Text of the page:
When Office Space came out in 1999, it gave people everywhere an excuse to quit their crummy job. Seriously.
Director Mike Judge says that to this day people tell him they stopped putting up with their bosses after seeing this movie. If you're still wondering what the heck a TPS report is after all these years, check out these 10 facts about the movie:
1. It began as a Liquid Television short
When Mike Judge was an engineer, he had an actual coworker named Milton, who really threatened to quit because his desk kept being moved. Judge went on to create King of the Hill and Beavis and Butthead, but one of his first animated shorts was about Milton.
The cartoon ran in MTV's Liquid Television anthology, and the Milton character was later featured in shorts on SNL. Movie producers thought the shorts could be a big screen hit, and the project gradually evolved into Office Space.
2. "I believe you have my stapler."
Milton's signature piece of office equipment didn't really exist when Office Space came out. The prop department needed a stapler that would be easy to spot on screen, so a designer painted a regular Swingline red.
Years after the movie came out, Swingline was still getting calls for customer asking for their own red stapler. The company finally released the "Rio Red" model in 2002, and it's been a hit with the movie's fans ever since.
3. 15 pieces of flair
One of the movie's gags about office culture involved a chain restaurant called Chotchkie's, which was clearly inspired by T.G.I. Friday's. Like in the movie, Friday's waiters wore pieces of "flair" on their uniform. Friday's phased out their flair requirements in 2005, presumably because their waiters were tired of hearing Office Space jokes.
Next to Chotchkies, viewers can spot a Chili's and a Flingers, which is a parody of Frijoles.
4. Speaking of flair...
Brian, the cheery waiter from Chotchkie's, picked a fight with 20th Century Fox over a special edition of the movie. The Office Space Box of Flair featured 15 pieces of flair inspired by the movie. The face of actor Todd Duffey, who played Brian, appeared on the packaging and the buttons themselves, but Duffey didn't get a paycheck.
His case was dismissed, which probably gave him a bad case of the Mondays...
5. Judge's bosses just didn't get it
The movie's producers had a long list of complaints about the project, including the rap soundtrack. Mainly, they kept telling Judge to make the film more upbeat. Apparently watching clips of Lumbergh's monotone voice drove them crazy.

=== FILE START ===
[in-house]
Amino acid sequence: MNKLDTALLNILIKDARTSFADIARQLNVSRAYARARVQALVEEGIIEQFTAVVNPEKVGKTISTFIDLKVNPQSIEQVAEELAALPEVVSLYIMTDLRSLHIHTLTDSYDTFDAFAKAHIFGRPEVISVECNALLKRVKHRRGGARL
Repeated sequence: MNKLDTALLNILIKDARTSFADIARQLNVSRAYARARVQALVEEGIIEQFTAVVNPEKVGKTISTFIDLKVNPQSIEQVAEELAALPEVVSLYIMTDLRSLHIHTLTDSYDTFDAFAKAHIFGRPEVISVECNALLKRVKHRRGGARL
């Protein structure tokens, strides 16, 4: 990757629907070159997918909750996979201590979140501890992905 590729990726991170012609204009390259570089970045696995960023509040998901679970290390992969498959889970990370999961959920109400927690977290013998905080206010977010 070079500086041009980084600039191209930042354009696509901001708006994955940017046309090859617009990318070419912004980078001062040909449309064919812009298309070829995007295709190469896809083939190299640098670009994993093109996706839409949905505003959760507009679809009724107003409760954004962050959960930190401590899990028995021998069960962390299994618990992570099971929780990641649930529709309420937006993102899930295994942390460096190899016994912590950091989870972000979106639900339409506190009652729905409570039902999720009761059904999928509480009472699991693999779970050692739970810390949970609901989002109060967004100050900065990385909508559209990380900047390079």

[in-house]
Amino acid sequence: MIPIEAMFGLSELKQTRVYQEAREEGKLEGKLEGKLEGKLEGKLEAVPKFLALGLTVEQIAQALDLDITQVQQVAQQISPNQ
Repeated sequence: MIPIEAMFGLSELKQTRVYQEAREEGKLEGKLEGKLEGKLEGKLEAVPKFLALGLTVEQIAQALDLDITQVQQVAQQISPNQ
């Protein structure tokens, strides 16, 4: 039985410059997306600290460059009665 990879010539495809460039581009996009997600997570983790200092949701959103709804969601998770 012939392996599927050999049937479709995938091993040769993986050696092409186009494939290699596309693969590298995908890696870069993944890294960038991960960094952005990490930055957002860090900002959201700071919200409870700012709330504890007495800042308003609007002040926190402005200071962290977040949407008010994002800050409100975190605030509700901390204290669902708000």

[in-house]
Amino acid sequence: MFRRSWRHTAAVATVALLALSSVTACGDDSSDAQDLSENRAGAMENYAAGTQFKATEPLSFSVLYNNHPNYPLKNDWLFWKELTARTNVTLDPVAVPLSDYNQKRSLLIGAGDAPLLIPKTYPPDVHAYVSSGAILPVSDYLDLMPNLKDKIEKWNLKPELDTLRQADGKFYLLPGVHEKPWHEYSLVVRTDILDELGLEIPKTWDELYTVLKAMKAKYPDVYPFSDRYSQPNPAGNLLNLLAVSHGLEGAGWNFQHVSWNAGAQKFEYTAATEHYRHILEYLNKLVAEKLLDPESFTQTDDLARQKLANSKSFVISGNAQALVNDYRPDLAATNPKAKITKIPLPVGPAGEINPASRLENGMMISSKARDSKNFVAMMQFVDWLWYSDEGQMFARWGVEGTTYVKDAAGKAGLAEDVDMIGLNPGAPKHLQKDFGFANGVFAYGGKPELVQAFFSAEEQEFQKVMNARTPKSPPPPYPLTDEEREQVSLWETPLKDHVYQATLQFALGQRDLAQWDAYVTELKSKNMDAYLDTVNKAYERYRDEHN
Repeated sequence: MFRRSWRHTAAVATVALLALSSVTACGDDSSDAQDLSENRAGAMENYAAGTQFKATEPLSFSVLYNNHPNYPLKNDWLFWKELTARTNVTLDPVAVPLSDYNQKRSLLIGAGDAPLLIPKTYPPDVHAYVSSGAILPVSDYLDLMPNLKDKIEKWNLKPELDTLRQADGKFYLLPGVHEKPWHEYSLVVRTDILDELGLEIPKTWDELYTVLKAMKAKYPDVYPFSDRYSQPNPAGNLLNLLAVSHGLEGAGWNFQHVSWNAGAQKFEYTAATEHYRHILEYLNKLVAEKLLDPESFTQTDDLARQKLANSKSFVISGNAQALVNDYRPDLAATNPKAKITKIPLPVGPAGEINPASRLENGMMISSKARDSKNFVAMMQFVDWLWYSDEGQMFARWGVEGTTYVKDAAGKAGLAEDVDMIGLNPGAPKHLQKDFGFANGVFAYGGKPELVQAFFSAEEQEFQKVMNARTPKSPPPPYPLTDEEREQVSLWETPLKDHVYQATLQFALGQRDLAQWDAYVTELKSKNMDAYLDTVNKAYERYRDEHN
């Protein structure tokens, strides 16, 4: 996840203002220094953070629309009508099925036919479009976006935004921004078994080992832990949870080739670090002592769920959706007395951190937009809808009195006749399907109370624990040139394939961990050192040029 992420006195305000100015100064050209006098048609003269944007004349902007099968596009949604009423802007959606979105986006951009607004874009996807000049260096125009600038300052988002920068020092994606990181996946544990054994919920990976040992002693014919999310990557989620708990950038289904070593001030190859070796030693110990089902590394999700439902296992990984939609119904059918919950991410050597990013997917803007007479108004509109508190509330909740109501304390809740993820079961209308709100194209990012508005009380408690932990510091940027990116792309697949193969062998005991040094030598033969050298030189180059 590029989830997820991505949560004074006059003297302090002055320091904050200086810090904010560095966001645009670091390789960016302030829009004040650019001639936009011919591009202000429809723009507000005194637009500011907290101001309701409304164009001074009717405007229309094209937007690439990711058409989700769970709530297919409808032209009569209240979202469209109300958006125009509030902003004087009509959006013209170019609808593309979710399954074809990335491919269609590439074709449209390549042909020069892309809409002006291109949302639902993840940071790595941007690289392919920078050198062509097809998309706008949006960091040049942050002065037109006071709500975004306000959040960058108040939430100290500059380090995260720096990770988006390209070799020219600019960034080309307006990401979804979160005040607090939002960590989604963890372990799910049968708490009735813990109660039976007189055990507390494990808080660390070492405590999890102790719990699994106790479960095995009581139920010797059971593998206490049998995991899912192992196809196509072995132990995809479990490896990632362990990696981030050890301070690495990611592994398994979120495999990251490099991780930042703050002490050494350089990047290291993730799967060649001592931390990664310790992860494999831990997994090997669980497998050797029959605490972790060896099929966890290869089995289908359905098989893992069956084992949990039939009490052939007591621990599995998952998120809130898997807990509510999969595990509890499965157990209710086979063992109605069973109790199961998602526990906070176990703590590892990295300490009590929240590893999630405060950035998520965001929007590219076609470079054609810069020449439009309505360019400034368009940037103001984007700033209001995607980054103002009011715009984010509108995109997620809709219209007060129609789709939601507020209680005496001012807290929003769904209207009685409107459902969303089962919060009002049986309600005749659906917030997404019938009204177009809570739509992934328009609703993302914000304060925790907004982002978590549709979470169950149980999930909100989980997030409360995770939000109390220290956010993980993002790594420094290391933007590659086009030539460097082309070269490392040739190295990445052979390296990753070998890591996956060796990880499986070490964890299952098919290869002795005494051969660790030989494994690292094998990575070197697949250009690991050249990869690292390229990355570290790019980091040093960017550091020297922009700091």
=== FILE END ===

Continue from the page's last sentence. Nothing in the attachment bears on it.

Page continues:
But Judge knew that the movie would be a hit when he heard a different reaction. Accountants in the studio's post-production department were quoting lines to each other before it was even out, proving how relatable the film was.
6. What exactly is a TPS report?
Throughout the movie, multiple characters nag Peter about including a TPS report and mention a memo about the procedure. It's not exactly an important part of the movie, but lots of fans wondered what it meant.
At a 10th anniversary screening of the film, Judge finally gave us the answer. During his time as an engineer, he was often nagged for forgetting a "Test Program Set" report. It turns out Judge's career provided a lot of inspiration for the movie.
7. A case of the Mondays
When discussing his inspiration for the film, Judge says that he drew heavily on two or three weeks he spent on a particularly nasty engineering project. He was forced to alphabetize purchase orders for eight hours every day.
Because he couldn't talk to anyone or daydream without losing track of the alphabet, Judge says it was his worst job ever. It even sounds worse that Peter's job at Initech.
8. Michael Bolton didn't appreciate those jokes
Despite how funny it is to us, we can appreciate why Bolton reacted badly to being called a "no-talent ass clown." The jokes may have even hurt his career, because he said in 2003 that “I was doing fine. Then they made this movie, and I can’t go anywhere!”
Years later it looks like Bolton has made his peace with Office Space. He'll sign copies of the DVD, and even appeared in a Funny or Die skit poking fun at the movie.
9. Mike Judge has a cameo in the movie
If you're not watching closely, you'll miss Judge in his cameo as Stan, the Chotchkie's manager. The director must be shy, because he wore a wig and a mustache for the part. He also changed his name to "William King" in the credits, to be extra sneaky.
10. "PC Load Letter...?"
One of the movie's best-loved jokes was actually improvised. Actor David Herman was meant to finish his line, but the printer he used in the scene really jammed and displayed the infamous "PC Load Letter" error.
It turns out the code means that the printer isn't recognizing the load of letter-sized paper, or that Michael Bolton is trying to print a non-letter-sized project on letter-sized paper. I'm getting frustrated just thinking about it!
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